Last week the US Patent & Trademark Office published a patent application from Apple that revealed their invention that generally relates to the field of graphics processing, and more particularly to the field of automatic rendering of 3D sound. A framework is provided that supports an interface between a graphics framework and an audio framework. This will assist Apple gaming developers who use Apple's SpriteKit. Our cover graphic represents Apple's patent FIG. 4 which illustrates an example of a binding between a graphics node and an audio node.
Apple's Patent Background
Many programmers use graphics rendering and animation infrastructure as a convenient means for rapid application development, such as for the development of, for example, gaming applications. Many graphics rendering and animation infrastructures allow programmers to create 2D and 3D scenes using complex special effects with limited programming overhead.
For example, SpriteKit, developed by Apple provides a graphics rendering and animation infrastructure that programmers may use to animate arbitrary textured two-dimensional images, or "sprites." SpriteKit uses a traditional rendering loop, whereby the contents of each frame are processed before the frame is rendered. Each individual game determines the contents of the scene and how those contents change in each frame. SpriteKit then does the work to render the frames of animation efficiently using the graphics hardware on the hosting device. SpriteKit is optimized so that the positions of sprites may be changed arbitrarily in each frame of animation.
Three-dimensional graphics rendering and animation infrastructures are also commonly used by programmers today and provide a convenient means for developing applications with complex three-dimensional graphics, e.g., gaming applications using three-dimensional characters and/or environments. For example, Scene Kit, developed by Apple provides an Objective-C framework for building applications and games that use 3D graphics, combining a high-performance rendering engine with a high-level, descriptive API. SceneKit supports the import, manipulation, and rendering of 3D assets. Unlike lower-level APIs such as OpenGL that require programmers to implement in precise detail the rendering algorithms that display a scene, SceneKit only requires descriptions of the scene's contents and the actions or animations that the programmers want the objects in the scene to perform.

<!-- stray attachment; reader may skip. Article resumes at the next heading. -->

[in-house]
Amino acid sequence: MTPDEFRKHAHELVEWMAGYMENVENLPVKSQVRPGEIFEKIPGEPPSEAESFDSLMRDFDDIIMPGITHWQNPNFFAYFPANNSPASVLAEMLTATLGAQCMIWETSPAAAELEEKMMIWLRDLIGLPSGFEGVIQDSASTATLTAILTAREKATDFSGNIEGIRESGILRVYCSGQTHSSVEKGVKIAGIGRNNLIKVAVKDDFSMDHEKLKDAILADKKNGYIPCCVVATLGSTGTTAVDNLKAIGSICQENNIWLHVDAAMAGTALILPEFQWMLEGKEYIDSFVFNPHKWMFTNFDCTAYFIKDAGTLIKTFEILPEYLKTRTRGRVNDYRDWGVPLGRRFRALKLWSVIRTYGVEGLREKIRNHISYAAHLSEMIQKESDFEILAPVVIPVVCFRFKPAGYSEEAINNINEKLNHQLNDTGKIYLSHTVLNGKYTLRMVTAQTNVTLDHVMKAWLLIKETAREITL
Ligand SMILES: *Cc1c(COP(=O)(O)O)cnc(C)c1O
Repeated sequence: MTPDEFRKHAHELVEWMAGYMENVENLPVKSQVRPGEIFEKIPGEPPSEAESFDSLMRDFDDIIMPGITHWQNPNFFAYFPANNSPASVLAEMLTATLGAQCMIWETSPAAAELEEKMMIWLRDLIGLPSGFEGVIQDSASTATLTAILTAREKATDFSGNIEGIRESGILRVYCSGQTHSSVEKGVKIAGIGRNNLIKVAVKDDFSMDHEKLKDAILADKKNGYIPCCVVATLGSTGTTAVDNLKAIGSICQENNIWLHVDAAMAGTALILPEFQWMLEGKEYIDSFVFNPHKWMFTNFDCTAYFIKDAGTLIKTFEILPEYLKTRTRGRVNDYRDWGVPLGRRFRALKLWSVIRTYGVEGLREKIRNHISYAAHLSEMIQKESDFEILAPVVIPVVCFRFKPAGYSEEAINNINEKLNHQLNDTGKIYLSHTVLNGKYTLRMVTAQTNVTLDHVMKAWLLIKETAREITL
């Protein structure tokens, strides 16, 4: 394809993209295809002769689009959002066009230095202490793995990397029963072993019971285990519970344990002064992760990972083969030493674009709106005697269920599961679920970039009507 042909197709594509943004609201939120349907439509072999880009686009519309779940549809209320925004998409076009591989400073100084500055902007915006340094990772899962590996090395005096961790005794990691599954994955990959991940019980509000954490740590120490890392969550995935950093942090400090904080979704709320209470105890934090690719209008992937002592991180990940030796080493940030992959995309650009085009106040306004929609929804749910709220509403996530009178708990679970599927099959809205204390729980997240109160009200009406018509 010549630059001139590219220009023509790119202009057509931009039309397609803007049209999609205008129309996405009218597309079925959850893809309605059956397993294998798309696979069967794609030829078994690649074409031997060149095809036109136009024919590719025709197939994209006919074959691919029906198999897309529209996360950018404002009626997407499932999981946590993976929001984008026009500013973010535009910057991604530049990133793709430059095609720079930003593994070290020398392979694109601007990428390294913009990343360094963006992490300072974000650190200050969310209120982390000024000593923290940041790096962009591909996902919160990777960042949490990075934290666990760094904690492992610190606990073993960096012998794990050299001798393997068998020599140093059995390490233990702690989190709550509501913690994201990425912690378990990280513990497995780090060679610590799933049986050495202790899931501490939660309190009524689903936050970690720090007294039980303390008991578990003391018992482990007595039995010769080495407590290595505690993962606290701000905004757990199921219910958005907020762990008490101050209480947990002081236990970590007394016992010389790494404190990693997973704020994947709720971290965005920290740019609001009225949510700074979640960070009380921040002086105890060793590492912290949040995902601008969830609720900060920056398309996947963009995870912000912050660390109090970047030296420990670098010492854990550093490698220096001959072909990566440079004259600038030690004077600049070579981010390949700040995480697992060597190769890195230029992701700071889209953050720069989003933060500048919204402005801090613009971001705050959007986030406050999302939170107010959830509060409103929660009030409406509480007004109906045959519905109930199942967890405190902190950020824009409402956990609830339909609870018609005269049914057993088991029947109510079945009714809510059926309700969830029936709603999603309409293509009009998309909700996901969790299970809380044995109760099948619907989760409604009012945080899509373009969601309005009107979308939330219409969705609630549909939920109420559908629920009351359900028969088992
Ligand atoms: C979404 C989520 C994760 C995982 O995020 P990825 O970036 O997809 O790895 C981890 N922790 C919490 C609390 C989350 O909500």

The SceneKit framework offers a flexible, scene graph-based system to create and render virtual 3D scenes. With its node-based design, the SceneKit scene graph abstracts most of the underlying internals of the used components from the programmer. SceneKit does all the work underneath that is needed to render the scene efficiently using all the potential of the GPU.
One drawback of current frameworks is that graphical programs, such as games, often require additional elements, such as audio features, that must be determined in real time based on actions of various objects in a scene. Incorporating audio features in the graphical framework often requires significant time and resources to determine how the audio features should change when the objects in a scene change.
Apple Invention: Automatic Rendering of 3D Sound
Apple's invention generally relates to the field of graphics processing, and more particularly to the field of automatic rendering of three dimensional (3D) sound. A framework is provided that supports an interface between a graphics framework and an audio framework.
The invention covers a method to simulate a three-dimensional (3D) audio environment. The method includes receiving a visual representation of an object at a location in a scene, where the location represents a point in 3D space, receiving a sound element, and binding the sound element to the visual representation of the object such that a characteristic of the sound element is dynamically modified coincident with a change in location in the scene of the visual representation of the object in 3D space.
Apple's patent FIG. 1 shows, in block diagram form, an overall view of a network diagram capable of supporting automatic rendering of 3D sound.
Apple's patent application 20160358364 was filed back in Q2 2015. The inventors were two Apple engineers from France named Thomas Goossens and Metrot Sebastien. Considering that this is a patent application, the timing of such a product to market is unknown at this time.
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